Day 4 in Bangkok (May 21) we had a run around town with Michael, an Australian guy staying at our hotel whose girlfriend Georgie was arriving later that afternoon. I cobbled together an itinerary and our first stop was a snake farm based at the Queen Saovabha Memorial Institute in the Silom/Lumphini area. Originally built in 1923 the snake farm was only the second of its kind in the world (the first was in Brazil). Apparently there are 60 different poisonous snakes in Thailand and this institute which is also a hospital, prepares anti-venom for snake bite victims.
We went to see a venom milking at 11am; one of the handlers struggled to placate an agitated cobra before he could milk it by holding it behind the head and pressing its fangs into a plastic sealed jar. It’s pretty freaky how much venom comes out.
A short cab drive away we jumped out on a bridge to seek The Golden Mount, based on the top of a man-made hill overlooking Bangkok. We asked directions of a local man- what fools – ‘sorry that’s not open until later this afternoon’. ‘you can’t go there now as the monks are chanting….but let me show you lots of other things on your map’ (that actually we have found no evidence of i.e. the black Buddha and the lucky Buddha). It takes a minute or two to twig on because they really are that devious and convincing, but because his patter exactly resembled that of a guy we talked to on Monday, we cottoned on, found the Golden Mount ourselves 5 minutes around the corner, and lo and behold it was open as we expected.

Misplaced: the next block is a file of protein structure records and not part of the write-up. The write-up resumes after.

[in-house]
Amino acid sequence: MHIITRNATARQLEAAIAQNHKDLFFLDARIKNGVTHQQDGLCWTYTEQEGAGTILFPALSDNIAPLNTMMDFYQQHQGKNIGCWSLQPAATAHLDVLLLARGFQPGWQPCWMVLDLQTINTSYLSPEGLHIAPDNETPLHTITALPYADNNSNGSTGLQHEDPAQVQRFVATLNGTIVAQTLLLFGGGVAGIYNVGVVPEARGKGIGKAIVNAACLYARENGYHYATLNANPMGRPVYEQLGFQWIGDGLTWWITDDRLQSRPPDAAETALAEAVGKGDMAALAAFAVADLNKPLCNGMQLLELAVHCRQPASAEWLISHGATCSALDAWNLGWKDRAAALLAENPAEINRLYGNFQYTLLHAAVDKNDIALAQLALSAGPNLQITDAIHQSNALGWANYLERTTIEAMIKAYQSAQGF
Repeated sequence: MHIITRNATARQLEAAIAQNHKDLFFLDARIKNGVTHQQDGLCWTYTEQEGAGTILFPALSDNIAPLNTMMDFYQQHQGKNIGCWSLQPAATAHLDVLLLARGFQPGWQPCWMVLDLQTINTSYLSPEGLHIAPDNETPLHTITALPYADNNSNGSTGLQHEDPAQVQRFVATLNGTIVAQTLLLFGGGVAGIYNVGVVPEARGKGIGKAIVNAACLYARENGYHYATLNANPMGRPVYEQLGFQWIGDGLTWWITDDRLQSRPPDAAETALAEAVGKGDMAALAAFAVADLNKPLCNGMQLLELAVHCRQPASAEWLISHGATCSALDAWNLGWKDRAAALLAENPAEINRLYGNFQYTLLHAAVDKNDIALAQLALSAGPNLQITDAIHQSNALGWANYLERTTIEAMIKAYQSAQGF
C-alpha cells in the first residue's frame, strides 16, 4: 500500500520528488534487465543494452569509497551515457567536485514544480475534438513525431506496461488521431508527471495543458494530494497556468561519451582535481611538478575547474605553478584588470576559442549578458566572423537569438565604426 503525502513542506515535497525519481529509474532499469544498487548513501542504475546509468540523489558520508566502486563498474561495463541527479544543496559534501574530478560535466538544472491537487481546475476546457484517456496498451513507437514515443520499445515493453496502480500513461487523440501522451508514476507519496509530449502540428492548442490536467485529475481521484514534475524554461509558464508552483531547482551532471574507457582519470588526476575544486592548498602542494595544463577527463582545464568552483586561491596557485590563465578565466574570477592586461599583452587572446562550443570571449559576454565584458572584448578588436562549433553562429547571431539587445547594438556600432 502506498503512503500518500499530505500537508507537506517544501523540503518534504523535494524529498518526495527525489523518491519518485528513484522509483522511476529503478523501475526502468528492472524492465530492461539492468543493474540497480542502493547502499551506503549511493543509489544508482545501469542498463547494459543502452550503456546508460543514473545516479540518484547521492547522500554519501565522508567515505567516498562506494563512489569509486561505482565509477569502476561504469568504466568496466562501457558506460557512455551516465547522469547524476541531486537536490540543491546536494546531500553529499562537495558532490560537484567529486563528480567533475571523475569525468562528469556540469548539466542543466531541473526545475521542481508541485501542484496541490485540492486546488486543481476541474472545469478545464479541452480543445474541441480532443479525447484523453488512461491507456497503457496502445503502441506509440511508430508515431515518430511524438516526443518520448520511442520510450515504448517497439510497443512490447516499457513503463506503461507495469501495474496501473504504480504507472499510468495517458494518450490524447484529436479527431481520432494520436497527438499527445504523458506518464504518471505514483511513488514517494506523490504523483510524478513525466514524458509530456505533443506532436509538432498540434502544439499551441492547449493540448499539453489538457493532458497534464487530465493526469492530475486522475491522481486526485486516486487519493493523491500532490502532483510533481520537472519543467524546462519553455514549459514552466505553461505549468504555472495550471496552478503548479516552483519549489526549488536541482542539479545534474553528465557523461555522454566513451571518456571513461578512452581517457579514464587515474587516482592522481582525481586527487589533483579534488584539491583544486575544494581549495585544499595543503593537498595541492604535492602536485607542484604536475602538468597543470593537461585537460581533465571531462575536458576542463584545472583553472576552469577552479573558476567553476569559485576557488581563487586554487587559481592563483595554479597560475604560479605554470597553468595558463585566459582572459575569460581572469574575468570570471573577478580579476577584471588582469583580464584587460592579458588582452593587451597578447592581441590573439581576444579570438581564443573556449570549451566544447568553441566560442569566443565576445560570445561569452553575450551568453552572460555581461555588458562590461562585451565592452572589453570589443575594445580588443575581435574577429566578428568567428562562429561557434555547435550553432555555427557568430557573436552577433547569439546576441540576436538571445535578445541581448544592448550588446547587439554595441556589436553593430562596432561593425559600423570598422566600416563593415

We climbed around 400 steps to the summit where you have to take your shoes off as is custom before entering most monuments, to find that the rooftop was scorching hot underfoot. So we hopped around sheltering our feet under benches in exceedingly small patches of shade when we wanted to stop to take in the views of the city and the impressive sparkling golden mount. Thais really like their glitter and gold.
Local people making flower and incense offerings to Buddha at the summit of The Golden Mount.
Another hop, skip and a jump in a cab (each cab ride only costs about 1 pound and it gets so hot its exhausting and sweaty attempting to walk it all) we went to a local outdoor market for some local grub before wandering in to the Amulet market where monks, cab drivers and people in dangerous professions come to buy amulets and lucky charms. You see them hanging around necks and rear view taxi cab mirrors all over Bangkok. I reckon cab drivers, tuk-tuk guys and so called tourist police must have the most dangerous professions as they surely hold the highest quotient of how many people want to punch them in the face in any given day.
Michael left us here to head off to the airport to meet Georgie. Dave and I hopped in to another cab to the ferry pier and took a quick ferry trip across the river to see Wat Arun, also known as The Temple of Dawn which has an 82 metre high ‘prang’ (Khmer style tower) with very steep steps. I made it about half way because the steps got so ridiculously high I could barely get my legs in to a position needed to climb any further. The tower is covered in mosaics of ornate pieces of broken Chinese porcelain; apparently used a lot in the19th century during the Ratanakosin period when Chinese ships docking at the port of Bangkok used tonnes of old porcelain as ballast. I obviously got that last bit out of the guidebook – ha ha!